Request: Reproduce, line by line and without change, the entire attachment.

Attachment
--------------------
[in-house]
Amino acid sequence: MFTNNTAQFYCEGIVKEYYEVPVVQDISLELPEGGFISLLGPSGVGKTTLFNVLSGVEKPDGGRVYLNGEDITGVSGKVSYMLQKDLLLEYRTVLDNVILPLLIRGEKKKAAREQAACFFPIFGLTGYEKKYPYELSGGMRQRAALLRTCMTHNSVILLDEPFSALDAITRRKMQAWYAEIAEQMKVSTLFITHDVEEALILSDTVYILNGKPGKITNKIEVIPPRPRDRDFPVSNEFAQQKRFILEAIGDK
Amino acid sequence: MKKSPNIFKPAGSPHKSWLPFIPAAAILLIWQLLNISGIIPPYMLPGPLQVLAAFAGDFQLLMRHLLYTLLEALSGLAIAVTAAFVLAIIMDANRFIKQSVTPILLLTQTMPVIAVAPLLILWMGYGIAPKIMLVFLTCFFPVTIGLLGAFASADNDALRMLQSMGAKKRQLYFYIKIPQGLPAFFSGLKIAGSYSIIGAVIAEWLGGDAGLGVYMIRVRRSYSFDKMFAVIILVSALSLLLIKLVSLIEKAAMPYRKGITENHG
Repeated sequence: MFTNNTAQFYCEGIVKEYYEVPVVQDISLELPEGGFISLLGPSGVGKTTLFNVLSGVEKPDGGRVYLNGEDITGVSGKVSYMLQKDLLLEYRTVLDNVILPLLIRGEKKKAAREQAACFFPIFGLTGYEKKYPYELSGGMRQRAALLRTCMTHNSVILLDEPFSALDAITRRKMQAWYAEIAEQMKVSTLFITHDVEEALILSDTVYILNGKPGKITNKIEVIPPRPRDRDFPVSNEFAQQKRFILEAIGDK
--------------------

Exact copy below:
[in-house]
Amino acid sequence: MFTNNTAQFYCEGIVKEYYEVPVVQDISLELPEGGFISLLGPSGVGKTTLFNVLSGVEKPDGGRVYLNGEDITGVSGKVSYMLQKDLLLEYRTVLDNVILPLLIRGEKKKAAREQAACFFPIFGLTGYEKKYPYELSGGMRQRAALLRTCMTHNSVILLDEPFSALDAITRRKMQAWYAEIAEQMKVSTLFITHDVEEALILSDTVYILNGKPGKITNKIEVIPPRPRDRDFPVSNEFAQQKRFILEAIGDK
Amino acid sequence: MKKSPNIFKPAGSPHKSWLPFIPAAAILLIWQLLNISGIIPPYMLPGPLQVLAAFAGDFQLLMRHLLYTLLEALSGLAIAVTAAFVLAIIMDANRFIKQSVTPILLLTQTMPVIAVAPLLILWMGYGIAPKIMLVFLTCFFPVTIGLLGAFASADNDALRMLQSMGAKKRQLYFYIKIPQGLPAFFSGLKIAGSYSIIGAVIAEWLGGDAGLGVYMIRVRRSYSFDKMFAVIILVSALSLLLIKLVSLIEKAAMPYRKGITENHG
Repeated sequence: MFTNNTAQFYCEGIVKEYYEVPVVQDISLELPEGGFISLLGPSGVGKTTLFNVLSGVEKPDGGRVYLNGEDITGVSGKVSYMLQKDLLLEYRTVLDNVILPLLIRGEKKKAAREQAACFFPIFGLTGYEKKYPYELSGGMRQRAALLRTCMTHNSVILLDEPFSALDAITRRKMQAWYAEIAEQMKVSTLFITHDVEEALILSDTVYILNGKPGKITNKIEVIPPRPRDRDFPVSNEFAQQKRFILEAIGDK